Greg Davis, director of engineering, compiler development, at Green Hills Software, is on the program to teach two classes at the Arm Technology Conference this week: [ATC-135] Tips and Tricks for Debugging ; and [ATC-150] Reliable Programming in ARM Assembly Language.
I always enjoy the experience when I have a chance to attend one of his classes, whether at the Arm Technology Conference or at the Embedded Systems Conference, and when, as editor on Embedded.com, I have a chance to read one of his articles submitted to me for publication.
He is both entertaining and clear in his expositions of technical detail, giving me the impression that even as a non-programmer I can understand what is going on during the software development process.
In his Tips and Tricks paper at the Arm TechCon, he gives a clear explanation of the debug process, its intricacies and the various ways he has found for developers to work through, or around, their coding problems.
But what really caught my attention were his comments about the differences and similarities between the writing a journalist like me does and the “writing” a program developer does.
“When people think about what a software engineer does for a living, they say he or she writes code,” he says. “While this is certainly true, it is hardly an accurate description of what the job is like since writing code is unlike just about every other form of writing. A journalist might write several articles in a given month on a variety of topics in his domain.
“At a high level, the process of authoring a particular article might be like the process of writing a piece of code. You might start with an outline view of the whole, then work on the key points until you arrive at a rough draft. Then you might start fixing flaws and improving on various aspects until you arrive at something that is usable.”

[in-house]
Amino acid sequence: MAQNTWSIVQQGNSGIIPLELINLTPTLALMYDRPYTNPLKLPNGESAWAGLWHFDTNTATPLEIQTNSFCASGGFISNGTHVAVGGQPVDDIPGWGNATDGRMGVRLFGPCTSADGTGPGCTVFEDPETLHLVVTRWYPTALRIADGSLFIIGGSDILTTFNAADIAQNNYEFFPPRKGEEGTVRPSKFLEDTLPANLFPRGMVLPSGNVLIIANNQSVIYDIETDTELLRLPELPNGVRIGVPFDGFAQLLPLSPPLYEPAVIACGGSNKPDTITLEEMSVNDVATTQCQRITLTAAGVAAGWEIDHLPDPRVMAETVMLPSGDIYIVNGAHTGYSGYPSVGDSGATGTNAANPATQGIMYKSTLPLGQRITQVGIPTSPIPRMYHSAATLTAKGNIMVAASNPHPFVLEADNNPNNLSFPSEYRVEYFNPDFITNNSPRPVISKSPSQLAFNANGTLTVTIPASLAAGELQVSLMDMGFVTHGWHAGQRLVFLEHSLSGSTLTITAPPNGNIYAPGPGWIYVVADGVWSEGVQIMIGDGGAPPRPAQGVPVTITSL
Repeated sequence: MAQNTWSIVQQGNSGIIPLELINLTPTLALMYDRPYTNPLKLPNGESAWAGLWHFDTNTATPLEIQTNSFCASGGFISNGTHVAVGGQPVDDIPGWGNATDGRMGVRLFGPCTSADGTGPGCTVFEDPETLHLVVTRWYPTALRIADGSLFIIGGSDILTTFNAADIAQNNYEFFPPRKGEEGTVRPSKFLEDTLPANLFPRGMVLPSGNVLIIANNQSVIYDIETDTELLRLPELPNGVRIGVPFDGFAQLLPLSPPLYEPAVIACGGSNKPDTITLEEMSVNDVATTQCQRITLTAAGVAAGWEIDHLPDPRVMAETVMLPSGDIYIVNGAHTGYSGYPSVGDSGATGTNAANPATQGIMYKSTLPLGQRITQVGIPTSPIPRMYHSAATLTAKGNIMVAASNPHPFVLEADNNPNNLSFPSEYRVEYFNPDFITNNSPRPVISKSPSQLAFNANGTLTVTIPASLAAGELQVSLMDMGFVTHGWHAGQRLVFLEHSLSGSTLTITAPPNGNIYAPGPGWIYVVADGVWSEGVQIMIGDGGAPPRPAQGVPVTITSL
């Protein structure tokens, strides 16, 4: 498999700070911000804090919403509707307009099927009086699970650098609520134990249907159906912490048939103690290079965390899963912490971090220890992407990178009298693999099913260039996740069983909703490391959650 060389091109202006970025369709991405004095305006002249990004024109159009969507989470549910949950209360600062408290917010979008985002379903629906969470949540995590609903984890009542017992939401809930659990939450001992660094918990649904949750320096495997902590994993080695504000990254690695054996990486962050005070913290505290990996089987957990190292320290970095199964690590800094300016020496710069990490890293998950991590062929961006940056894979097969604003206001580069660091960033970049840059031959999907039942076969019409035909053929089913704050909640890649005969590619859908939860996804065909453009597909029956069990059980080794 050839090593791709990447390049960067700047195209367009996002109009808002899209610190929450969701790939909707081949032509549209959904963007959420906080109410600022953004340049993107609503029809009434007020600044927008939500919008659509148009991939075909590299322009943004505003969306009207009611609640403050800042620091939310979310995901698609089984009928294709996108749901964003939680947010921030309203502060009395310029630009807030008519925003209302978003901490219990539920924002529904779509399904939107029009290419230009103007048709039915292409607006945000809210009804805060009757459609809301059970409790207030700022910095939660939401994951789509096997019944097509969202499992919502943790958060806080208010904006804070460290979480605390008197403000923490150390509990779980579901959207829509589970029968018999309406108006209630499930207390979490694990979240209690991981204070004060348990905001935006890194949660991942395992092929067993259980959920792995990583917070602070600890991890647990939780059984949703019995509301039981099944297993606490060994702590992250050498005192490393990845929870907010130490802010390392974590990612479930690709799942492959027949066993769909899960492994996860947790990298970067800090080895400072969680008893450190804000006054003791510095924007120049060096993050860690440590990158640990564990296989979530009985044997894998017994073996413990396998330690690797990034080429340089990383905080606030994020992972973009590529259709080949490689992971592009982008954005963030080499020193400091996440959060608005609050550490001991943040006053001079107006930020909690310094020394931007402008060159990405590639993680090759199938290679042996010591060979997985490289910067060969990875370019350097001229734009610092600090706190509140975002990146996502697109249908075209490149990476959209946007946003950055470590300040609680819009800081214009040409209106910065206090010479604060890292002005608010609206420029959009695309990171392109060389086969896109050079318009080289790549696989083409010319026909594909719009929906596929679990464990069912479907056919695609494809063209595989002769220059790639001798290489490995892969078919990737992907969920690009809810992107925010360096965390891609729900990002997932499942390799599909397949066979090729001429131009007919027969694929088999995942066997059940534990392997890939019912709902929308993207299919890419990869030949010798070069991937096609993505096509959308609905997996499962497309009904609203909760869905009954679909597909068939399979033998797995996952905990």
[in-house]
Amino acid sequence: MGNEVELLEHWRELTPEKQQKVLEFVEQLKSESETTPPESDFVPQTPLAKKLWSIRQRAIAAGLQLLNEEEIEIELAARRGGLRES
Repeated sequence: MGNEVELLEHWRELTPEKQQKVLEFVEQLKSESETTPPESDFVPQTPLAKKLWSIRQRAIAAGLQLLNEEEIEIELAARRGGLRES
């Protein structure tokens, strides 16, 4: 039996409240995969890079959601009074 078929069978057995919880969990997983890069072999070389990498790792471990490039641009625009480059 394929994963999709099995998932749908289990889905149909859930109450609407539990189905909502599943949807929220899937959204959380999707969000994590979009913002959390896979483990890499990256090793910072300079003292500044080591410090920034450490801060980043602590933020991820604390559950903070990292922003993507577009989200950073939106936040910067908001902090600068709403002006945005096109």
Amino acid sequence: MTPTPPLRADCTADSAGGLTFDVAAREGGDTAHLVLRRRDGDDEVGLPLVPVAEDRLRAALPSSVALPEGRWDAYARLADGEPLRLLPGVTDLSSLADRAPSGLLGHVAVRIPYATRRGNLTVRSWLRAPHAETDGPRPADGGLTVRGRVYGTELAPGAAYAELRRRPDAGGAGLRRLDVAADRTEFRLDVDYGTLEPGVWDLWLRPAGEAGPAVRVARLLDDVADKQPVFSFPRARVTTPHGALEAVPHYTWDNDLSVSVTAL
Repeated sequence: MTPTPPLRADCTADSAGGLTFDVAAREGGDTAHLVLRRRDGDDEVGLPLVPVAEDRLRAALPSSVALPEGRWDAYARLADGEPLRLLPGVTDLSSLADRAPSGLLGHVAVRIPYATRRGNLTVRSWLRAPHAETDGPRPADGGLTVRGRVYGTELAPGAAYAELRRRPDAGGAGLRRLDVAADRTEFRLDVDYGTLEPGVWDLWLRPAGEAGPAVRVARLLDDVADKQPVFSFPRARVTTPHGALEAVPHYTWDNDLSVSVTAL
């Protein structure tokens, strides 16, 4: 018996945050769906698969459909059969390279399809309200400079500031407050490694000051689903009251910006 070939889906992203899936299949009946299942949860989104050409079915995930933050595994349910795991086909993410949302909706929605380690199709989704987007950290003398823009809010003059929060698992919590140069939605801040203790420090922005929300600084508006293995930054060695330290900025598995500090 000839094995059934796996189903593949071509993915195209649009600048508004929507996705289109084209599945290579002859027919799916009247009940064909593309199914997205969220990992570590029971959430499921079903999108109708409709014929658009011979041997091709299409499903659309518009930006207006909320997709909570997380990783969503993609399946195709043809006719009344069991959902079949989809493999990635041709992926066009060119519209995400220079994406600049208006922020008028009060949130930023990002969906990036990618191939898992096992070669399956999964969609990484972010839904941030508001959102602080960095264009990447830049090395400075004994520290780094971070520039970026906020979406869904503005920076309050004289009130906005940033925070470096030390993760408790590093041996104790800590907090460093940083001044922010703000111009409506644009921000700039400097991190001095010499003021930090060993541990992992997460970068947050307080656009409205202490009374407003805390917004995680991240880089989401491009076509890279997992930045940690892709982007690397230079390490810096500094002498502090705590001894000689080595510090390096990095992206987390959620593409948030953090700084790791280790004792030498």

But, he says, this is probably where the similarity ends. “A journalist may follow such a process to write his article, then he may take a step back, do some more research, and then start over again on a new article. The next article may stand independently of his previous works. Or, as is often the case, it may build upon previous articles. Yet once an article is published, it is on the record as published, and revisions are usually limited to corrections to factual errors.”
This alone, he emphasizes, sets the world of an engineer far apart from the world of a journalist. “Except when changing jobs, very rarely is an engineer every really done with his code,” says Davis. “Typically, an engineer works on an accumulating body of code; from version to version, new capabilities are added, but much of the old code remains. The old code needs to constantly be revisited to make it work with new aspects of the evolving system.”
(Is this true in your experience as a programmer and developer? Are there other similarities and differences you can point to?)
Davis is also emphatic when he talks about the critical differences between writing and debugging code and the mindset a developer has to take on when he does the latter.
“Studies show that an engineer spends roughly 80% of his time debugging, so it is surprising how little attention is paid to this time consuming activity,” he says. “Debugging is unlike how we write code. When we write code, we start with a conceptual model of how we believe our code works, and then we augment the code to match the model of how we believe the code should work.
“The fact that our conceptual model of a program’s behavior is flawed is what leads to needing to debug in the first place. On the other hand, debugging is centered on the reality of how your program is actually behaving. Debugging is the process of discovering how things really work so that we can set them right.”
As much as I have learned technically from his paper, this brief look into the mind of a programmer doing debugging is the most important thing I brought away from it. It will inform all my thinking and writing about embedded systems development in the future.
If you don’t get the opportunity to attend this class (ATC-135), other articles Greg has written you might enjoy reading include:
“Reliable programming in ARM assembly language (ATC-150),”
“Guidelines for writing efficient C/C++ code,”
“Compiler optimization for smaller, faster application code ,”
“Tips for efficient code generation,” and,
“Achieve reliable embedded code with MISRA C .”